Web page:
Pressing the Limits of Free Press

by Elias Bresnick

Illustration by Sara Kahn

published September 12, 2014


In June of 1972, two little-known journalists working for The Washington Post were assigned to report on a burglary at Watergate, an office building in downtown Washington, DC that happened to house Democratic Party headquarters. Though it appeared they had no more evidence than reporters at any other news outlet, over the next two years, Bob Woodward and Carl Bernstein revealed a series of “dirty tricks” the Nixon administration had employed during its reelection campaignmost notably bugging the offices of political opponents. As the reporting duo continued to unearth a wealth of incriminating evidence that would later lead to Nixon’s resignation, the public marveled at their ability to almost miraculously discover scandals well before the FBI.

The thing was: Woodward had an in.

As would later be revealed in the duo’s 1974 book, All the President’s Men, FBI Associate Director Mark Felt – codenamed “Deep Throat” – had been leaking classified information to the pair from the beginning of the fiasco. Bernstein and Woodward refused to name, or even admit the existence of a confidential source within the government until after the scandal had ended. Without Felt’s contribution, it’s unclear just how many of the crimes committed at Watergate would have been brought to light.

Whistleblowing has come to be broadly recognized as an act of courage in recent years. President Barack Obama, who ran on a platform of increased government transparency, tacitly endorsed whistleblowers in his 2007 Obama-Biden Plan, stating that, “Often the best source of information about waste, fraud, and abuse in government is an existing government employee committed to public integrity and willing to speak out. Such acts of courage and patriotism, which can sometimes save lives and often save taxpayer dollars, should be encouraged rather than stifled.”

With the vaunted goal of transparency in mind, it may come as a surprise to find that, the Obama administration has prosecuted more leakers in its two terms than all other presidential administrations combined. The recent Edward Snowden case marks the eighth time since 2009 that charges have been filed against government agents under the Espionage Act, compared with just three total during all other presidencies since the act was established in 1917. While it may be true that the president wants more information out in the open, as for the secrets he wants hidden, he seems to reserve a particularly vicious protective urge. Speaking about the Obama administration in a report dated October 10, 2013, former Washington Post editor Leonard Downie wrote, “The war on leaks and other efforts to control information are the most aggressive I’ve seen since the Nixon administration.”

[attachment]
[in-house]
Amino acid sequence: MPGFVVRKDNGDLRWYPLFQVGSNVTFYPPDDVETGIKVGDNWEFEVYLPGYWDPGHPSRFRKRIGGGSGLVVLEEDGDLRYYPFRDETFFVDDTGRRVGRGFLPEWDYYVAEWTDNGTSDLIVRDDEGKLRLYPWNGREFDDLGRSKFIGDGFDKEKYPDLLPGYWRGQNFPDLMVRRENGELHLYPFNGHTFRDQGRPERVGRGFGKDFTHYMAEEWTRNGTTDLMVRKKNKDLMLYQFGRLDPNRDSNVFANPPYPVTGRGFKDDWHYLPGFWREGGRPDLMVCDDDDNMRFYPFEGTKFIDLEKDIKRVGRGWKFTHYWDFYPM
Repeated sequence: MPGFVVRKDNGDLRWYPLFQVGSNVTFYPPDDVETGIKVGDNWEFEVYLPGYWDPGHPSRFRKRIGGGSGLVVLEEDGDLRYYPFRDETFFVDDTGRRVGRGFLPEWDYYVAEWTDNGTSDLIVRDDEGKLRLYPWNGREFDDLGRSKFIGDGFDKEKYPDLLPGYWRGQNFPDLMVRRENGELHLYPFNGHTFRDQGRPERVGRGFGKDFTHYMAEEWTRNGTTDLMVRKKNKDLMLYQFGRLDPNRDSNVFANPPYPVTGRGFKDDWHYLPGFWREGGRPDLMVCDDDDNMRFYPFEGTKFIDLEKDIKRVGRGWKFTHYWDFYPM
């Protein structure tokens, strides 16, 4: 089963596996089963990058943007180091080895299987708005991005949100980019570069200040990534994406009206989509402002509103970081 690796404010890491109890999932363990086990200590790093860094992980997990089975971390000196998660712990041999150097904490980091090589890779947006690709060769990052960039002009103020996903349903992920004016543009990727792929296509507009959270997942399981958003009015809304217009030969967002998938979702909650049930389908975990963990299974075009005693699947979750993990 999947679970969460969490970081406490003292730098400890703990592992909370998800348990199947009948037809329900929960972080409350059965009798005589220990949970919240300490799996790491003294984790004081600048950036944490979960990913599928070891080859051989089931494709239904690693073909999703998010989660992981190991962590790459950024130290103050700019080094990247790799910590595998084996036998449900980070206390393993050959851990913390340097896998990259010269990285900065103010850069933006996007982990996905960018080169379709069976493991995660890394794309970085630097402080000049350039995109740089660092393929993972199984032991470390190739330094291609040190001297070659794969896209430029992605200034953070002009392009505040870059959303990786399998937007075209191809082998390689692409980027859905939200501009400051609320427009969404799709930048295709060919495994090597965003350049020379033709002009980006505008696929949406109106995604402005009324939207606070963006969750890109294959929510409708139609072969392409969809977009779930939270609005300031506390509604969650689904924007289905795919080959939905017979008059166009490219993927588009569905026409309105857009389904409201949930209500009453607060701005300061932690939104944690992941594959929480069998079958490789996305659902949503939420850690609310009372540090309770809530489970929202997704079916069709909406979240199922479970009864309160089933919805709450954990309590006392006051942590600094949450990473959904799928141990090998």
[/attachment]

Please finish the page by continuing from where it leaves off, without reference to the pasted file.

Other players in government, such as attorney general Eric Holder, have come to the defense of the Obama administration, noting that the digital age has made it easier than ever before to release vast amounts of information all at once. With the ability to download hundreds of thousands of classified documents onto a disk drive, as in the 2010 case of Bradley Manning, leaking information has never been easier.


All this has led up to the case of James Risen B’77, a New York Times reporter who is currently being subpoenaed by federal prosecutors for information in a case against Jeffrey Sterling. Sterling, a former CIA official, has been indicted by the government for leaking details of a failed operation against Iran’s nuclear program. Sterling’s leaks appeared in Risen’s 2007 book, State of War, prompting the government to request Risen’s testimony against Sterling in court. Though the facts of the case seem relatively mundane, this case is a monumental moment in the fight for the First Amendment guarantee of freedom of the press.

For seven years, Mr. Risen has doggedly refused to identify his source for the controversial chapter in his book. Citing Reporter’s Privilege, a set of loosely defined laws that protect a reporter’s right to keep his sources confidential, Risen simply refuses to budge. At this point, with all his legal options exhausted, Risen says he’s willing to face jail time if need be, even claiming to have picked out the books he’ll take along with him. As he said in a recent interview for the Times, the choice is simple: “Give up everything I believe inor go to jail.”

For the journalistic community, the stakes are enormous: if journalists can’t guarantee protection to confidential sources, information available to the public about government misconduct will undoubtedly decrease. If “confidential” sources are unconvinced that their names will remain anonymous, it follows that far fewer people will be willing to risk their careers and even their freedom in order to point out flaws in the system.